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There is our inflection point, it changes from concave up to concave down.
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And then, roughly around 1.5, right about there.
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There we go at 1.5, at this point.
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It goes from concave down to concave up.
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Yes, these two check out.
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And then, we had our intervals of concavity.
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We said that we have an interval of concavity from -infinity to -0.9 union at 1.5, all the way to +infinity.
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Let us double check.
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Concave up, concave up from -infinity to -0.9.
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From 1.5 all the way to +infinity, 1.5 to +infinity.
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Yes, that checks out.
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The last thing we want to double check is our concave down, from negative 0.9 all the way to 1.5.
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Yes, from -0.9 all the way to about 1.5.
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Yes, the graph is concave down, there we go.
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Here, we see them all together.
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The graph they gave us was this one.
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This is the graph they gave us.
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From that, I was able to elucidate all of this information that corroborated the actual function, which is this.
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Be very careful with this, that is the take home lesson, just be vigilant.
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As in all things with, when it comes down to higher math and higher science.
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You just have to be extra vigilant, there is a lot happening.
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You have to keep track of every little thing.
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Let us go ahead and do some analytical work here.
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For the function 10x²/ x² + 5, find the intervals of increase and decrease,
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the local maxes and mins, the points of inflection, and the intervals of concavity.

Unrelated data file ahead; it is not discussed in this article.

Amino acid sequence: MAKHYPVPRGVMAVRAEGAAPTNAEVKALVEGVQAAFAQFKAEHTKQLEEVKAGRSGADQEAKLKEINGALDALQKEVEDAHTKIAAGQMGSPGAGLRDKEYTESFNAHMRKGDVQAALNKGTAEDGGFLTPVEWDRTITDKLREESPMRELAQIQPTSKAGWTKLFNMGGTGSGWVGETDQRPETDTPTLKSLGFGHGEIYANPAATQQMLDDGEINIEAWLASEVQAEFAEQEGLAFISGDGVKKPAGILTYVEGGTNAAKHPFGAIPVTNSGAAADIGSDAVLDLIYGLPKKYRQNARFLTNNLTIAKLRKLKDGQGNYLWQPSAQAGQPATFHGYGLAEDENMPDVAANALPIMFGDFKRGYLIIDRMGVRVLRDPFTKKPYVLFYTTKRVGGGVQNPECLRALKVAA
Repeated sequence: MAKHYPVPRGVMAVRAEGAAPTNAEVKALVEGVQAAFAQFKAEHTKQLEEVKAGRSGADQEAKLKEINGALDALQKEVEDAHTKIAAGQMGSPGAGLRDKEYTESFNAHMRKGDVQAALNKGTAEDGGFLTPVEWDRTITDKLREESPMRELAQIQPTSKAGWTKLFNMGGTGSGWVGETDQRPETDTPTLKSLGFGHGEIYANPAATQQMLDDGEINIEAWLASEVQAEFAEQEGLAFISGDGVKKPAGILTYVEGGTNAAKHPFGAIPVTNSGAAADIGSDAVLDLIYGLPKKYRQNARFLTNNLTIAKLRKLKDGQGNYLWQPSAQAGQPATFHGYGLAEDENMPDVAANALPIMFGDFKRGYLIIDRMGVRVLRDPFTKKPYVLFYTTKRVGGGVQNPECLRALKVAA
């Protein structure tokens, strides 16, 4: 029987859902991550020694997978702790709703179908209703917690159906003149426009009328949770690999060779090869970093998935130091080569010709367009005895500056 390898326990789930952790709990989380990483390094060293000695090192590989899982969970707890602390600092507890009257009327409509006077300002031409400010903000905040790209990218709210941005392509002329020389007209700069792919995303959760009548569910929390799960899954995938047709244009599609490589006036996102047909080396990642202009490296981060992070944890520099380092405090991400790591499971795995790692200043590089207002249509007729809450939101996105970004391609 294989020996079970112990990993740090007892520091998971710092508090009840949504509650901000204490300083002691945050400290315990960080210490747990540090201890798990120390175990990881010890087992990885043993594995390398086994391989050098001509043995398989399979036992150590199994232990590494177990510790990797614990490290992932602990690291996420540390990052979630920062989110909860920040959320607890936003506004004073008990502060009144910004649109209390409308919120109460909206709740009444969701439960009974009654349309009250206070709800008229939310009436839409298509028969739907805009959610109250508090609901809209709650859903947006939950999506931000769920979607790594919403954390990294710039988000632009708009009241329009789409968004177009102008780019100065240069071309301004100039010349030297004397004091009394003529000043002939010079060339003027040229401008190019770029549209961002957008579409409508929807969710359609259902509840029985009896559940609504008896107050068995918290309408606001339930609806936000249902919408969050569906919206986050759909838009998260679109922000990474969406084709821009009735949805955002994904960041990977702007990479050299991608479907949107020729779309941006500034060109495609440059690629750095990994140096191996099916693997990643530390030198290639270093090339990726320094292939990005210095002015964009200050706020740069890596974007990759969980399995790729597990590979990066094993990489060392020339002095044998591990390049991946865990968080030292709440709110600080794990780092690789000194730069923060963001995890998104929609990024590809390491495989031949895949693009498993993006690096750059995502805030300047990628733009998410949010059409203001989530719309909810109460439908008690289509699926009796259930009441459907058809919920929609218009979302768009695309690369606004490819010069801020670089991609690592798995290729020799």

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Use this information to actually draw the graph.
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Let us go ahead and do it.
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I’m going to go back to blue here.
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I have got f’(x) is equal to, I have this × the derivative of that - that × the derivative of this/ that².
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I got x² + 5 × 20x - 10x².
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I really hope to God that I did my arithmetic correctly.
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All over x² + 5, I’m going to rely on you to double check that for me.
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All of that is equal to, when I multiply it out, I get 20x³ + 100x - 20x³/ x² + 5².
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Those cancel, I'm left with 100x/ x² + 5².
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This is my first derivative, I’m going to set that first derivative equal to 0.
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When I set it equal to 0, the denominator was irrelevant.
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It is only 0 when the numerator is 0.
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100x = 0, which means that x = 0, that is my critical value.
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I need to check values to the left of 0, values to the right of 0, to see whether I have a local max or min, and increasing/decreasing.
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Let us see here, I'm going to go ahead and check.